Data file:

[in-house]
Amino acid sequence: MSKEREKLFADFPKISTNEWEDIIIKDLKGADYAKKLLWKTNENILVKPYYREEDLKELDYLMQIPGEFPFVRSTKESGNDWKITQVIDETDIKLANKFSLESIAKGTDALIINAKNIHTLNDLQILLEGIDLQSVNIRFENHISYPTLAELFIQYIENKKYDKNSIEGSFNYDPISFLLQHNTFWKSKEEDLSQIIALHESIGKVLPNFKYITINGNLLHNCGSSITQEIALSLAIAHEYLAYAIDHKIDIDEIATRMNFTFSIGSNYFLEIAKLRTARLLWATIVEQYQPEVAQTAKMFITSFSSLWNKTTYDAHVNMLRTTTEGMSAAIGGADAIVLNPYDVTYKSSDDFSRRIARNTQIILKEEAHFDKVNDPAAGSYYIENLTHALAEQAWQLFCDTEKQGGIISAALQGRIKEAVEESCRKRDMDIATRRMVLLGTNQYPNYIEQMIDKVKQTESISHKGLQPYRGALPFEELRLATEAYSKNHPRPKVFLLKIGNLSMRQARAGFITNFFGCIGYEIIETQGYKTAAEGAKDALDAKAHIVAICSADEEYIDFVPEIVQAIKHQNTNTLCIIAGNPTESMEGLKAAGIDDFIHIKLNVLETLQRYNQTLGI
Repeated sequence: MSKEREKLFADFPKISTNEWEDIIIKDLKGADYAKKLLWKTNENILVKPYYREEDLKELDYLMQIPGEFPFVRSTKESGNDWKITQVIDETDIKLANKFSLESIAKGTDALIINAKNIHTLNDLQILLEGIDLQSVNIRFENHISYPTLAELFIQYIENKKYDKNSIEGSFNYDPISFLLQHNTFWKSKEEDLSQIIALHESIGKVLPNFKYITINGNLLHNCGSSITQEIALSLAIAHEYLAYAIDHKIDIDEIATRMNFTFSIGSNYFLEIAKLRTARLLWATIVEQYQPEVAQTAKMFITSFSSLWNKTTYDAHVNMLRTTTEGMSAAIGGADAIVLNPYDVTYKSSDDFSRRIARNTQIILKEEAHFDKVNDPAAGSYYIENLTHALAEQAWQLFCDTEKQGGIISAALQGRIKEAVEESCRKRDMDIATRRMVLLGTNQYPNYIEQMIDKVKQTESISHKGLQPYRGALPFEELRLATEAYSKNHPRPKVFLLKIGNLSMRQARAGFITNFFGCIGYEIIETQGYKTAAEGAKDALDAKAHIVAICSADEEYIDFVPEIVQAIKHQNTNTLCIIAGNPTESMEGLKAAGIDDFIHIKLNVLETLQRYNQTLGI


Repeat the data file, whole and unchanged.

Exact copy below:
[in-house]
Amino acid sequence: MSKEREKLFADFPKISTNEWEDIIIKDLKGADYAKKLLWKTNENILVKPYYREEDLKELDYLMQIPGEFPFVRSTKESGNDWKITQVIDETDIKLANKFSLESIAKGTDALIINAKNIHTLNDLQILLEGIDLQSVNIRFENHISYPTLAELFIQYIENKKYDKNSIEGSFNYDPISFLLQHNTFWKSKEEDLSQIIALHESIGKVLPNFKYITINGNLLHNCGSSITQEIALSLAIAHEYLAYAIDHKIDIDEIATRMNFTFSIGSNYFLEIAKLRTARLLWATIVEQYQPEVAQTAKMFITSFSSLWNKTTYDAHVNMLRTTTEGMSAAIGGADAIVLNPYDVTYKSSDDFSRRIARNTQIILKEEAHFDKVNDPAAGSYYIENLTHALAEQAWQLFCDTEKQGGIISAALQGRIKEAVEESCRKRDMDIATRRMVLLGTNQYPNYIEQMIDKVKQTESISHKGLQPYRGALPFEELRLATEAYSKNHPRPKVFLLKIGNLSMRQARAGFITNFFGCIGYEIIETQGYKTAAEGAKDALDAKAHIVAICSADEEYIDFVPEIVQAIKHQNTNTLCIIAGNPTESMEGLKAAGIDDFIHIKLNVLETLQRYNQTLGI
Repeated sequence: MSKEREKLFADFPKISTNEWEDIIIKDLKGADYAKKLLWKTNENILVKPYYREEDLKELDYLMQIPGEFPFVRSTKESGNDWKITQVIDETDIKLANKFSLESIAKGTDALIINAKNIHTLNDLQILLEGIDLQSVNIRFENHISYPTLAELFIQYIENKKYDKNSIEGSFNYDPISFLLQHNTFWKSKEEDLSQIIALHESIGKVLPNFKYITINGNLLHNCGSSITQEIALSLAIAHEYLAYAIDHKIDIDEIATRMNFTFSIGSNYFLEIAKLRTARLLWATIVEQYQPEVAQTAKMFITSFSSLWNKTTYDAHVNMLRTTTEGMSAAIGGADAIVLNPYDVTYKSSDDFSRRIARNTQIILKEEAHFDKVNDPAAGSYYIENLTHALAEQAWQLFCDTEKQGGIISAALQGRIKEAVEESCRKRDMDIATRRMVLLGTNQYPNYIEQMIDKVKQTESISHKGLQPYRGALPFEELRLATEAYSKNHPRPKVFLLKIGNLSMRQARAGFITNFFGCIGYEIIETQGYKTAAEGAKDALDAKAHIVAICSADEEYIDFVPEIVQAIKHQNTNTLCIIAGNPTESMEGLKAAGIDDFIHIKLNVLETLQRYNQTLGI